How to Setup GZIP in WordPress Without a Plugin

What is GZIP Compression?

GZIP is a file format and a software application used for file compression and has to be enabled server-side. GZIP compression allows you to compress the size of your HTML, CSS, and JS files. It’s possible to get up to a 90% reduction in file size after enabling GZIP. It’s also one of the quickest and easiest optimizations you can make when it comes to speeding up WordPress.

If you have ever tested your website on Google Page Insights, GTMetrix or Pingdom you might have seen this optimization recommendation. GZIP compression is an important speed optimization that can make your website load considerably faster.

How to Setup GZIP in WordPress

Setting up GZIP in WordPress is very easy, all you will need to do is copy and paste several lines of code to your .htaccess file. This code will instruct your server to compress all outgoing files before being sent to your visitors.

There are plugins out there that can enable GZIP for you, but I like to limit the number of plugins that I use to avoid problems and conflicts. Another reason you don’t really need a plugin for this is because enabling GZIP is extremely easy to do yourself. In the tutorial below, I will show you how to set this up without a plugin.

Step 1: Make sure GZIP is Enabled

The first thing you will need to do is make sure GZIP compression is enabled for your server. To determine if your web host supports GZIP compression, create a file named test.php that contains the following code and upload it to your server root.

<?php phpinfo(); ?>

Open the test.php page in your browser ex: If GZIP compression is listed and enabled, you should be able to move on to the next step.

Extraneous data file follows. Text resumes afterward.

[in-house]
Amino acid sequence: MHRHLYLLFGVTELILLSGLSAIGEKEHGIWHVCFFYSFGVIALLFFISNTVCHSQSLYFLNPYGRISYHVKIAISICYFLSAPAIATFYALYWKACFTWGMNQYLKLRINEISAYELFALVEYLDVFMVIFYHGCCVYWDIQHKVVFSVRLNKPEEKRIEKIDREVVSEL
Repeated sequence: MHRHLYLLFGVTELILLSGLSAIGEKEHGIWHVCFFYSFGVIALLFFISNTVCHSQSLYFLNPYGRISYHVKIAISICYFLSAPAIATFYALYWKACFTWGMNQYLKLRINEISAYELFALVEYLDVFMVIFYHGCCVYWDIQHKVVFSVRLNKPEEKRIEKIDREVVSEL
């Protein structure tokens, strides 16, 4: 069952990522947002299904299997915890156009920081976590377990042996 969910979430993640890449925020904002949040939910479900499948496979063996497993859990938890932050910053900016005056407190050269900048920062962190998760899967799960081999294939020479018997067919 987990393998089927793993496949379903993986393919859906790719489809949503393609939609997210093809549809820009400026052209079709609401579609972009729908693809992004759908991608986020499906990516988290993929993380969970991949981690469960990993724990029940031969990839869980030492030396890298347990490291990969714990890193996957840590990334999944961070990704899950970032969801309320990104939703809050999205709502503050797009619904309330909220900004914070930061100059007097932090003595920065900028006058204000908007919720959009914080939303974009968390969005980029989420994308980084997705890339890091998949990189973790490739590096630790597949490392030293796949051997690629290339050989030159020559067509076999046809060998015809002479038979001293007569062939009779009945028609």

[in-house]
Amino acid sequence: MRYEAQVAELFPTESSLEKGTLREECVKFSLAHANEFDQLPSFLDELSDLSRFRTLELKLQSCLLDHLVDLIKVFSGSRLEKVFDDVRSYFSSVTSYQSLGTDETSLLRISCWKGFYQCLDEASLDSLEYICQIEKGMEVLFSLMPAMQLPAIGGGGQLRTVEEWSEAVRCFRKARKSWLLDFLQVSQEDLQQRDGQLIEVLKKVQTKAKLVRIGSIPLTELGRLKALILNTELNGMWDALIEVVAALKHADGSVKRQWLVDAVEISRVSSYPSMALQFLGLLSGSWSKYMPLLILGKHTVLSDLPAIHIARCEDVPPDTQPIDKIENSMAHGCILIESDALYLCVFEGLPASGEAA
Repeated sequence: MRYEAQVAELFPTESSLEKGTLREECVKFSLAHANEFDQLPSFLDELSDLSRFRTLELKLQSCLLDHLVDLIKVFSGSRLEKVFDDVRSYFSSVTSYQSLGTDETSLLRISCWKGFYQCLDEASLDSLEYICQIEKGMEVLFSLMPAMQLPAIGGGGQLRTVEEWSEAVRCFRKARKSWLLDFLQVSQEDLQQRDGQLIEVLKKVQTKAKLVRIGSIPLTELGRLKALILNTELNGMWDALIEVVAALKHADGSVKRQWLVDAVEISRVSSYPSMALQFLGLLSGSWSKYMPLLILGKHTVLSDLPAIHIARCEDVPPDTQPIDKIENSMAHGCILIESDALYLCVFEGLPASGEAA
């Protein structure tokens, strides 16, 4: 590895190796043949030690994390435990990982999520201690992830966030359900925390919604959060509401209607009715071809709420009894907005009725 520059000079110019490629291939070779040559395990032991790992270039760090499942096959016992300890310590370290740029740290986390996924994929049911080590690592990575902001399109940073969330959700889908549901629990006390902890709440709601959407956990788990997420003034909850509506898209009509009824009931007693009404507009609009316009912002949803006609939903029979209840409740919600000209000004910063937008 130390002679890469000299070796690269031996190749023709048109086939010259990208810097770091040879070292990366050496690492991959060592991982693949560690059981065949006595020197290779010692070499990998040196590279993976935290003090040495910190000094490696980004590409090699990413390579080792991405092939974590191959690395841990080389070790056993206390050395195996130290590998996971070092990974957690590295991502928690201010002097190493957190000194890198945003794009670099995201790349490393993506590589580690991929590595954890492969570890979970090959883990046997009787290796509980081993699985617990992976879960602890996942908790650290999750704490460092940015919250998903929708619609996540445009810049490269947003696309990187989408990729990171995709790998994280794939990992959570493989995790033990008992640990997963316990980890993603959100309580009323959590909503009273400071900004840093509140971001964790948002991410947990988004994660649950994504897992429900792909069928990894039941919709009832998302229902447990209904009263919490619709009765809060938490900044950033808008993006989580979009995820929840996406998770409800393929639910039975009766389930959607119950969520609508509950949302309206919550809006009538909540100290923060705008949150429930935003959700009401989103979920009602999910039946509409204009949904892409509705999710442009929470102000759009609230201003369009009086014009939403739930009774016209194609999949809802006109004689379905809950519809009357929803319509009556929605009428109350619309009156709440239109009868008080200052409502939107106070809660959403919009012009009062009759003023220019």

Step 2: Locate your .htaccess File

Login to your cPanel and go to the File Manager. The .htaccess file is hidden by default. You will need to find the settings icon on the top right and change the option to show hidden files.

After you enable Hidden Files (dotfiles) you should be able to find the .htaccess file located in the your public_html folder.

Step 3: Edit your .htaccess File

Right click the .htaccess file and choose edit. Copy and paste the code below inside the file:

# BEGIN GZIP Compression

<IfModule mod_deflate.c>
AddOutputFilterByType DEFLATE application/javascript
AddOutputFilterByType DEFLATE application/rss+xml
AddOutputFilterByType DEFLATE application/
AddOutputFilterByType DEFLATE application/x-font
AddOutputFilterByType DEFLATE application/x-font-opentype
AddOutputFilterByType DEFLATE application/x-font-otf
AddOutputFilterByType DEFLATE application/x-font-truetype
AddOutputFilterByType DEFLATE application/x-font-ttf
AddOutputFilterByType DEFLATE application/x-javascript
AddOutputFilterByType DEFLATE application/xhtml+xml
AddOutputFilterByType DEFLATE application/xml
AddOutputFilterByType DEFLATE font/opentype
AddOutputFilterByType DEFLATE font/otf
AddOutputFilterByType DEFLATE font/ttf
AddOutputFilterByType DEFLATE image/svg+xml
AddOutputFilterByType DEFLATE image/x-icon
AddOutputFilterByType DEFLATE text/css
AddOutputFilterByType DEFLATE text/html
AddOutputFilterByType DEFLATE text/javascript
AddOutputFilterByType DEFLATE text/plain
AddOutputFilterByType DEFLATE text/xml

# END GZIP Compression

Make sure you save your changes and close the file editor.

Step 4: Make Sure Everything is Working

All that is left to do now is check your website and see if GZIP is working. You can use this website Gift of Speed to check it. This website will test if the webserver sends the GZIP command to your clients. You will also be able to see how much each page was compressed by using GZIP.

Enter your website URL in the box and hit enter. If you get the message: “GZIP Is Enabled” then everything is set up and should be working correctly.

If you enjoyed this tutorial, please be sure to follow us on Facebook and Twitter. You can also find us on Freelancer if you need some help with your WordPress website or web development issues.

David Green

My name is David and I am the founder and author of Zuziko. I love WordPress and have built sites, themes and plugins. I am passionate about web development and have created Zuziko as a way to share my knowledge and experience with the world. My WordPress user profile.

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